A blog about Excel and its users
The Paste Special shortcut can be used for a plethora of reasons. I find myself using it most often when copying and pasting between two windows that do not share the same formatting.
I can copy data in one format, and then paste into another document by using the Paste Special – Values Only option, which will only bring the values over and automatically match the format of my second sheet.
Step 1: Copy data. To do this execute the Copy shortcut, Command + C (⌘C).
Step 2: Now that we have our cell copied, scroll to where you want to Paste this data and execute the Paste Special shortcut.
Step 3: A pop up will appear asking you what sort of Special Paste you wish to execute:
I am most familiar with the Values option as this only brings over raw values and nothing else, but as you can see there are many other options provided. For this example I will stick with my favorite, Paste Special – Values:
Hit Enter or click OK and your data will Paste!
Since I chose Values only the data Copy Me was pasted. The font formatting was not transferred at all.
This is a great tool when dealing with multiple spreadsheets or documents that have different formatting. It ensures the data you are pasting matches the data already in your spreadsheet.X
The Select All shortcut is by far the most commonly used shortcut for selecting all the cells in an Excel spreadsheet, but what happens when you have hidden columns and rows that you don’t want selected? You use the select only visible cells shortcut of course!
The select only visible cells shortcut will perform the same action as Select All, but it will ensure only the cells you can see on the spreadsheet are selected.
This is useful when dealing with hidden rows or columns that don’t necessarily need to be selected. Perhaps you are changing the format of your entire spreadsheet or copying only the visible cells to another spreadsheet that doesn’t need all those hidden columns. The select only visible cells shortcut has a place in your Mac Excel shortcut repertoire!
Step 1: This shortcut can be executed from anywhere on the Microsoft Excel Shortcut:
And boom! All visible cells in your Excel spreadsheet are now selected. From here you can copy the selected cells to paste to another spreadsheet, change the format of all the visible cells, delete everything, or anything else you want to do!
Dragging your mouse around to select cells is tedious and can result in some pretty wild failures due to Excel's sometimes erratic scrolling. The preferred method of selecting cells is to do so with the arrow keys, one cell at a time. That way you can be accurate and efficient, without making a mistake.
Select the cell you wish to start your selection from. This is usually one end of the array of data or the other. Starting in the middle will only add unwanted steps to the process.
From here I want to select only the first 5 cells.
To do so, hold the Shift key and tap the Down Arrow until the cells you wish to select are all highlighted.
Now I can copy, cut, change font, or anything else I want to do with these 5 cells and I never had to take my fingers off the keys!
Feel free to comment on any Excel on Mac questions you may have!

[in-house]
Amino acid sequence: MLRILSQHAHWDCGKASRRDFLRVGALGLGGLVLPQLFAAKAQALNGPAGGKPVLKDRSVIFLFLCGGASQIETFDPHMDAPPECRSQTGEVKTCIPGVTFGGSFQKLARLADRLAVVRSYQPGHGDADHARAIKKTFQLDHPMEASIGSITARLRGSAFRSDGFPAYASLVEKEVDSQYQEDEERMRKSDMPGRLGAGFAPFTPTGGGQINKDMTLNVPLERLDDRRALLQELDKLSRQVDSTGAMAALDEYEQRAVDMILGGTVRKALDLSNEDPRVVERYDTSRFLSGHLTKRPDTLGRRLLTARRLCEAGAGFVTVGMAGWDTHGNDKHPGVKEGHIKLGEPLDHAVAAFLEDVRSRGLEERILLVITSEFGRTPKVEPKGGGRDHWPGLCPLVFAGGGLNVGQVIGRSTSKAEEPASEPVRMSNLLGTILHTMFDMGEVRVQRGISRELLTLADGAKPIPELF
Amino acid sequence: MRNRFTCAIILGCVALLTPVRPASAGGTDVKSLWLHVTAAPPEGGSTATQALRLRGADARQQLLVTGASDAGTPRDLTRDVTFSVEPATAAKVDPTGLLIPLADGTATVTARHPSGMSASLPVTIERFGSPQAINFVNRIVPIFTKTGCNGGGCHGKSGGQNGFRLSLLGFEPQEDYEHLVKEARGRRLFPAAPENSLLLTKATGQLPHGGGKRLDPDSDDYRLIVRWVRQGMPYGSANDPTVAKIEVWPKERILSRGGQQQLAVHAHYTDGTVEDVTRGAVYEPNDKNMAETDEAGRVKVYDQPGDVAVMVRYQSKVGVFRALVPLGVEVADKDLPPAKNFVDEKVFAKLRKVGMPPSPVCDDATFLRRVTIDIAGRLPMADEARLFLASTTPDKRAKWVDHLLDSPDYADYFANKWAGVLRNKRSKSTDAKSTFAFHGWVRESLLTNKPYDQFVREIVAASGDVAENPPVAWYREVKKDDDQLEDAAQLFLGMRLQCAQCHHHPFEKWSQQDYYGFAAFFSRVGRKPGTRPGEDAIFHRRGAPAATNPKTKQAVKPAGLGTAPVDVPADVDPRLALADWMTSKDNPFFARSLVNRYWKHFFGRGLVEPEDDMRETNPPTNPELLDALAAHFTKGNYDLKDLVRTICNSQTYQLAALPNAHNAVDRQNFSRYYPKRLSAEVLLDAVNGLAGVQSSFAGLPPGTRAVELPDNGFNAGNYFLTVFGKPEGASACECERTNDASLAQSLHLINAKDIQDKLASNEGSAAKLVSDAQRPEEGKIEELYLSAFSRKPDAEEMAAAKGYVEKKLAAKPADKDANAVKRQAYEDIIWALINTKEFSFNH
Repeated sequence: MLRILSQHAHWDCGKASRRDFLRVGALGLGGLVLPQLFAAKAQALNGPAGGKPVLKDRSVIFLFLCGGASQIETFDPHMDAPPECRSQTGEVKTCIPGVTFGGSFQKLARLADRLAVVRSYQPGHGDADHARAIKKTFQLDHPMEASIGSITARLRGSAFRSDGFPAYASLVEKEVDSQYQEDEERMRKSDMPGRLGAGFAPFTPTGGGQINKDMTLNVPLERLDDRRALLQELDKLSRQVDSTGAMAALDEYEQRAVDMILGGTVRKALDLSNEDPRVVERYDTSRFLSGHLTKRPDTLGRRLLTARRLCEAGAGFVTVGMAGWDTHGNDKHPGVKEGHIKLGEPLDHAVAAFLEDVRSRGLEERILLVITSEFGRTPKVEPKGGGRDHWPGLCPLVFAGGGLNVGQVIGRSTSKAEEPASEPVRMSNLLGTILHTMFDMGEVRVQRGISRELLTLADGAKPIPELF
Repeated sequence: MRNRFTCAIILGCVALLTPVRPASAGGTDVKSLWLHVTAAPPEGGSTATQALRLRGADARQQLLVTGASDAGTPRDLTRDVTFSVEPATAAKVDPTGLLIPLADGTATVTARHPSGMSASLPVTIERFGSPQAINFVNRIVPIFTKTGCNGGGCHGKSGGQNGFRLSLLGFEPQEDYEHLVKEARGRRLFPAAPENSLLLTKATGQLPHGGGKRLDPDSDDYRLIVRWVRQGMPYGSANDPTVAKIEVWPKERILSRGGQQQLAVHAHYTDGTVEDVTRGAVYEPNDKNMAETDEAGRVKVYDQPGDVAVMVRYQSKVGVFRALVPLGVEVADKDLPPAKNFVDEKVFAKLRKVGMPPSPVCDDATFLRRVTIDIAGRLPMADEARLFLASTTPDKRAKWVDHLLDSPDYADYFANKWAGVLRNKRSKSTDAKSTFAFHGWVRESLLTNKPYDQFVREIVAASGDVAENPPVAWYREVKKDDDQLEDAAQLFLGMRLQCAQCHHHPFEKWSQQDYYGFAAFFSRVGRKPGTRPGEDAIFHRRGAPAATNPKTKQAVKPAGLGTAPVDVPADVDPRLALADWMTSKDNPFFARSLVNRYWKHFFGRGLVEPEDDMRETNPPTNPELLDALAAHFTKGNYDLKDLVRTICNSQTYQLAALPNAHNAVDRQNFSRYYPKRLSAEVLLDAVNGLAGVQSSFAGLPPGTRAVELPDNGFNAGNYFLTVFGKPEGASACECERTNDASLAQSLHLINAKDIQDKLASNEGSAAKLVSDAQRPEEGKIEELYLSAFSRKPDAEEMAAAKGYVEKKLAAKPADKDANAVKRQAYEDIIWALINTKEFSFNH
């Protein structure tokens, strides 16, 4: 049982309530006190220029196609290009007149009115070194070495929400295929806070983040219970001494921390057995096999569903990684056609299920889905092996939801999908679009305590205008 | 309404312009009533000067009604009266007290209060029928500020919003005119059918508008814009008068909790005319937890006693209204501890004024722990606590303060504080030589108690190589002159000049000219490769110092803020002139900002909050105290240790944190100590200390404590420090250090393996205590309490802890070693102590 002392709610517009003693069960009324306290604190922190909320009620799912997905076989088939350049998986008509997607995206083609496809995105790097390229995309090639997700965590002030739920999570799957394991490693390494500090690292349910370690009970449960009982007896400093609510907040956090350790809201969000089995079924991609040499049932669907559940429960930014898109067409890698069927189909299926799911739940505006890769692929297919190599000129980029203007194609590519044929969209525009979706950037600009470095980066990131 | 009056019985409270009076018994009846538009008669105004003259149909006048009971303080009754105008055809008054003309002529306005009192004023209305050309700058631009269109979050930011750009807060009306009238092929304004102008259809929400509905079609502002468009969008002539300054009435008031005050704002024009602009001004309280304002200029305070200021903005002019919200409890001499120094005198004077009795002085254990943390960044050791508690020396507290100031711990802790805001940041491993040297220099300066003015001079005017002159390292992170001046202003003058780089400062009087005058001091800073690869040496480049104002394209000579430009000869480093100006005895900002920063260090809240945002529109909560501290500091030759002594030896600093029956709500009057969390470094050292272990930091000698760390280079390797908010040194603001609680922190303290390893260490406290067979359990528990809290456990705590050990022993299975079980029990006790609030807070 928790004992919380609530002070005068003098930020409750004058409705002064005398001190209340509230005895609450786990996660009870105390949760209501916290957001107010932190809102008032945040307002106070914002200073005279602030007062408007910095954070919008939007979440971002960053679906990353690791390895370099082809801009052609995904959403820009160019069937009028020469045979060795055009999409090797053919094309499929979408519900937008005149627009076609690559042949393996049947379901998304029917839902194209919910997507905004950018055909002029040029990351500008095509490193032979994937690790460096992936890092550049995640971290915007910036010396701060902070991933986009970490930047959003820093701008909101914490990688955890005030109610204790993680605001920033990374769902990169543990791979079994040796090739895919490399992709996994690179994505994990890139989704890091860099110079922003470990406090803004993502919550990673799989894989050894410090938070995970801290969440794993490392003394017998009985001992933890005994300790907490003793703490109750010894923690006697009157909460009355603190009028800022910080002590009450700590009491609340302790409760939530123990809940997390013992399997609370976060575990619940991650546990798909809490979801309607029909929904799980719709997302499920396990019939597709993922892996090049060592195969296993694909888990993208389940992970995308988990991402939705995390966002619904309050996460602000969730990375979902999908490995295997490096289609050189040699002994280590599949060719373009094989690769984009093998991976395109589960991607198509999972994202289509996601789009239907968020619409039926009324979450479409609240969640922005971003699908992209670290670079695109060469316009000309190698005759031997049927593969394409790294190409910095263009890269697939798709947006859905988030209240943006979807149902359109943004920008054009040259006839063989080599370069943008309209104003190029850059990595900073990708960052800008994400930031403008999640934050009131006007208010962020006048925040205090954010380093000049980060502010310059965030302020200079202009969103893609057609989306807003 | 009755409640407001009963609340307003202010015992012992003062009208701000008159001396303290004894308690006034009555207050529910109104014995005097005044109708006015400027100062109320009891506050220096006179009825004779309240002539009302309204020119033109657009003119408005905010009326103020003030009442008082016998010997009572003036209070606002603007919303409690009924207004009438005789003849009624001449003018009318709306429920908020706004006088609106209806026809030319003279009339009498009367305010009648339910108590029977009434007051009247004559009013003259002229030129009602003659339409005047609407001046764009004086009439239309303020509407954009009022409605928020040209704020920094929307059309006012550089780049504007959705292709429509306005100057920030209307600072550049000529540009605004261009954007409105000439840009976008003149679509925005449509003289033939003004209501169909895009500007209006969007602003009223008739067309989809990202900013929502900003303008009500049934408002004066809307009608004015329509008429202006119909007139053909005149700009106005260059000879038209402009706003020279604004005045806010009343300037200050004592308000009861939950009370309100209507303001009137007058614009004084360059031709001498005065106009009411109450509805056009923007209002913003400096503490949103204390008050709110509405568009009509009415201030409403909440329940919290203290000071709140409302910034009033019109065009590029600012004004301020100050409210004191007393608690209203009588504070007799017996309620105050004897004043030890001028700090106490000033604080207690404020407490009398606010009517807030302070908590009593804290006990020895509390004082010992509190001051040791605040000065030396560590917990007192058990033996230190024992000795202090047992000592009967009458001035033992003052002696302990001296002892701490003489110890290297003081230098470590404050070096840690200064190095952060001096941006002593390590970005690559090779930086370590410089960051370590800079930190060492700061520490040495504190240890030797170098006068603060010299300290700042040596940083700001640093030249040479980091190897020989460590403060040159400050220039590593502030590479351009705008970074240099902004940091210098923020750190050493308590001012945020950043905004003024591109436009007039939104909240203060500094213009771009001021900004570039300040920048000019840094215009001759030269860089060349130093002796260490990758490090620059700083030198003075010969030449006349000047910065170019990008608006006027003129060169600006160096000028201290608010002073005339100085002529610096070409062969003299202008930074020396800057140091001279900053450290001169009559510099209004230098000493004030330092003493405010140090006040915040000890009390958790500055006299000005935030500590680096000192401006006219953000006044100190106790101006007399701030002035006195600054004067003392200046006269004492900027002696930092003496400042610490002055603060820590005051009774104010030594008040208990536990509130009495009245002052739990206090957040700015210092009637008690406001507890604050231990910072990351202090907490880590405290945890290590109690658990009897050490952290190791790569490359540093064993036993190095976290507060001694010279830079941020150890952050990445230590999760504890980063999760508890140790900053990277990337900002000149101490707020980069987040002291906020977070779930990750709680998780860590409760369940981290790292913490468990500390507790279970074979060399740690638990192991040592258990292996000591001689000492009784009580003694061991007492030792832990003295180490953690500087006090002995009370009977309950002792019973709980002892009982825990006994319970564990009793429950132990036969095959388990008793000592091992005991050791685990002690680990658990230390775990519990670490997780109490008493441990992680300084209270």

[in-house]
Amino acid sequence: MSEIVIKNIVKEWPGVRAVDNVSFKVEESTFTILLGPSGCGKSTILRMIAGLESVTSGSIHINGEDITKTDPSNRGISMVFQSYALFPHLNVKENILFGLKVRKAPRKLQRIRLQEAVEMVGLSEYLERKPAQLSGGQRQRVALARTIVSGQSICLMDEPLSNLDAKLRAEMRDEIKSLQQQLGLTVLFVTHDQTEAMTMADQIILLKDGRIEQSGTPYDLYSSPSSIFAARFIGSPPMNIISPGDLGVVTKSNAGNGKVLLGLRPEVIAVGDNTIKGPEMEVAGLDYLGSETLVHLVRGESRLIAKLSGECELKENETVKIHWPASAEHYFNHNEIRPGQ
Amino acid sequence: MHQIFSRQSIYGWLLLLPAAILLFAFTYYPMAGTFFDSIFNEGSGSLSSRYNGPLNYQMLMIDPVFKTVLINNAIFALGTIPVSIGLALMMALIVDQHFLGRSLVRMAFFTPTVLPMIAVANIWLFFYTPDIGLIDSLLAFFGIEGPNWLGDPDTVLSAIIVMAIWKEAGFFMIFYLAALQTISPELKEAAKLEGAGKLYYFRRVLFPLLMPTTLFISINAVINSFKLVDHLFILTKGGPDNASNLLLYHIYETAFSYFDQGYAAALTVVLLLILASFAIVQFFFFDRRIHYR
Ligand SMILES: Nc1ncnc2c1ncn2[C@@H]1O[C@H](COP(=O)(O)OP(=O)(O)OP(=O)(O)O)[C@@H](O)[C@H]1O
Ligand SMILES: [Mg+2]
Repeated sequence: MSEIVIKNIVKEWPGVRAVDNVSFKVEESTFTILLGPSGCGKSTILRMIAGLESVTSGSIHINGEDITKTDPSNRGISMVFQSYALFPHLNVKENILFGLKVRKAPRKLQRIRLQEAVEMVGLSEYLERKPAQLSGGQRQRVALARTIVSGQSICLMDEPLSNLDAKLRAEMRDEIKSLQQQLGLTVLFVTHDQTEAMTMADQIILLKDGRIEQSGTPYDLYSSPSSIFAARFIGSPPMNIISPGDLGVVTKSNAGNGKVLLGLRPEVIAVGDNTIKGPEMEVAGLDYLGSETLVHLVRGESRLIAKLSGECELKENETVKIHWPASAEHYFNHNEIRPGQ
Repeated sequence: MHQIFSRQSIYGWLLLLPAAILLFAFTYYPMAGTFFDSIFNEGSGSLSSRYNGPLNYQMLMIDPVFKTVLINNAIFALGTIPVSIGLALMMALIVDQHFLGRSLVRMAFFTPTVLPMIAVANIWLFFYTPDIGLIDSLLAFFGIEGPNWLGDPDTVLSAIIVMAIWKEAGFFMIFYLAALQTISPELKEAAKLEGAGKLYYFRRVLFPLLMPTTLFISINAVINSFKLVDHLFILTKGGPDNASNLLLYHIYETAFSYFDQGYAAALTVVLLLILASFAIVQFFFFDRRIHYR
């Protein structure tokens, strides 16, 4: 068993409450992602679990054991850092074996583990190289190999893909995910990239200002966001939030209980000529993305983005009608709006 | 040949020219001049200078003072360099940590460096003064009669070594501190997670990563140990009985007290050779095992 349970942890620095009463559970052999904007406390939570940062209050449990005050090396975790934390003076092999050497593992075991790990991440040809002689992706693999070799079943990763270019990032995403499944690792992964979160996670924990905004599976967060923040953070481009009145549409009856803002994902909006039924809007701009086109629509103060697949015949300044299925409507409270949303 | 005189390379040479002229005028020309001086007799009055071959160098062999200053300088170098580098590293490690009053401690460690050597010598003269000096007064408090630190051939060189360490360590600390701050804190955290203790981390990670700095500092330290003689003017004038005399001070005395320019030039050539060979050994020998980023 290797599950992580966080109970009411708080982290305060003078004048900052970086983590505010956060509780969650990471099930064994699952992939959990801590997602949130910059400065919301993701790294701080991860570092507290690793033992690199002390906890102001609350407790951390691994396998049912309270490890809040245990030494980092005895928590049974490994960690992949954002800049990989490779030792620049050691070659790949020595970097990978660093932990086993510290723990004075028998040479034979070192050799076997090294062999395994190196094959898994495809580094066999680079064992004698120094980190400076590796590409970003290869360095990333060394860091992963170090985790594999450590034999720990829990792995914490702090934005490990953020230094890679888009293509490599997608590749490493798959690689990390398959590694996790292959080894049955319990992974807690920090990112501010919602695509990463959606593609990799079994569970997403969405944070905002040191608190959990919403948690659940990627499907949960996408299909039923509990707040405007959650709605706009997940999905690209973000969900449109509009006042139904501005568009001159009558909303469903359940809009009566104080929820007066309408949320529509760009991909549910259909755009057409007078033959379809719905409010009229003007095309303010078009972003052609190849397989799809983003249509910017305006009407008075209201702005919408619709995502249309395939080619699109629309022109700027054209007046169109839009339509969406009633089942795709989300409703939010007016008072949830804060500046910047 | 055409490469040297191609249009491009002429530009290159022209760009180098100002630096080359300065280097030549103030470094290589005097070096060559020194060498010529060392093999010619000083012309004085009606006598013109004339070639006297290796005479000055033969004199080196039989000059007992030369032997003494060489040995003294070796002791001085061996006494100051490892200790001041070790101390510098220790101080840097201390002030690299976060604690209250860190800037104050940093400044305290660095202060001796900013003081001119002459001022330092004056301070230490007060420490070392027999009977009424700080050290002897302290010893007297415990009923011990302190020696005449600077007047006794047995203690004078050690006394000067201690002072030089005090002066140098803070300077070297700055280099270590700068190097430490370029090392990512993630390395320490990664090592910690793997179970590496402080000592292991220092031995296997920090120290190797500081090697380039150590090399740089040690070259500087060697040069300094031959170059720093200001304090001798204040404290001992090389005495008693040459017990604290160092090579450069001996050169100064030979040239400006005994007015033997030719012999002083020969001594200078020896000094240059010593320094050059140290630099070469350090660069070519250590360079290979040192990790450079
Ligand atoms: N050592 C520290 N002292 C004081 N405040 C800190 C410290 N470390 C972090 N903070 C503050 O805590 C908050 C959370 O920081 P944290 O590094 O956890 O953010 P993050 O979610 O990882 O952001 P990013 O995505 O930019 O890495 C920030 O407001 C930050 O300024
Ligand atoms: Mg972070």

Shading your rows with alternating colors is an easy way to make your spreadsheet more legible and less confusing. There are 2 ways of doing this on Excel for Mac.
Using the AutoFormat feature completes this task, but if you end up deleting a row your spreadsheet becomes an uneven mess. AutoFormat does not automatically correct the shading to alternate every other row so you end up with 2 rows shaded next to each other - never good.
The more accurate and preferred way of shading every other row is through Conditional Formatting. Basically we are going to have Excel for Mac calculate if the row is even or odd, and shade them accordingly, so if you delete a cell the shading will shift for the entire worksheet.
And that’s how to apply a color to alternating rows in Microsoft Excel for Mac! Let us know if you have any questions or Excel for Mac tip suggestions!
Applying borders to specific sides of a cell can be a very easy way to spruce up an area of an Excel spreadsheet. Borders help separate cells from each other, making it easier to differentiate one from another.
Perhaps the greatest function of borders is that they show up when you print your Excel spreadsheet, something the grid lines don’t do by default.
To get started select a cell, or a range of cells, which you want to apply a border to.
The shortcuts below are side specific, meaning you can only apply a border to 1 side at a time.
For this example I am applying a border to the bottom of the selected cells.
Next I am going to apply another border to the right of the cells to effectively block them off.
Let’s get even fancier - let’s extend both borders one cell and sum them all up:
If you ever want to remove a border you can execute the shortcut to apply a border to that specific side and it will be removed, or you can execute the Remove Borders shortcut to remove any border touching the cell.
The Remove Borders shortcut is:
And there you have it, the simplicity, and complexity, of borders in Microsoft Excel for Mac.XXXXX
This has to be the coolest shortcut for us Microsoft Excel nerds that happen to categorize or use the same labels for multiple cells. What does this shortcut do? It displays the AutoComplete list for your Excel spreadsheet.
I use this often when I’ve been adding comments next to cells and have created a pretty substantial AutoComplete list. I remember one spreadsheet where I had to manually verify how a list of invoices were paid. Options included everything from “Credited” to “Open” to payment methods like “Check” or “Wire”. What is cool about the Excel AutoComplete feature is I only had to type Cr for Credited to autocomplete and just a W for Wire to autocomplete.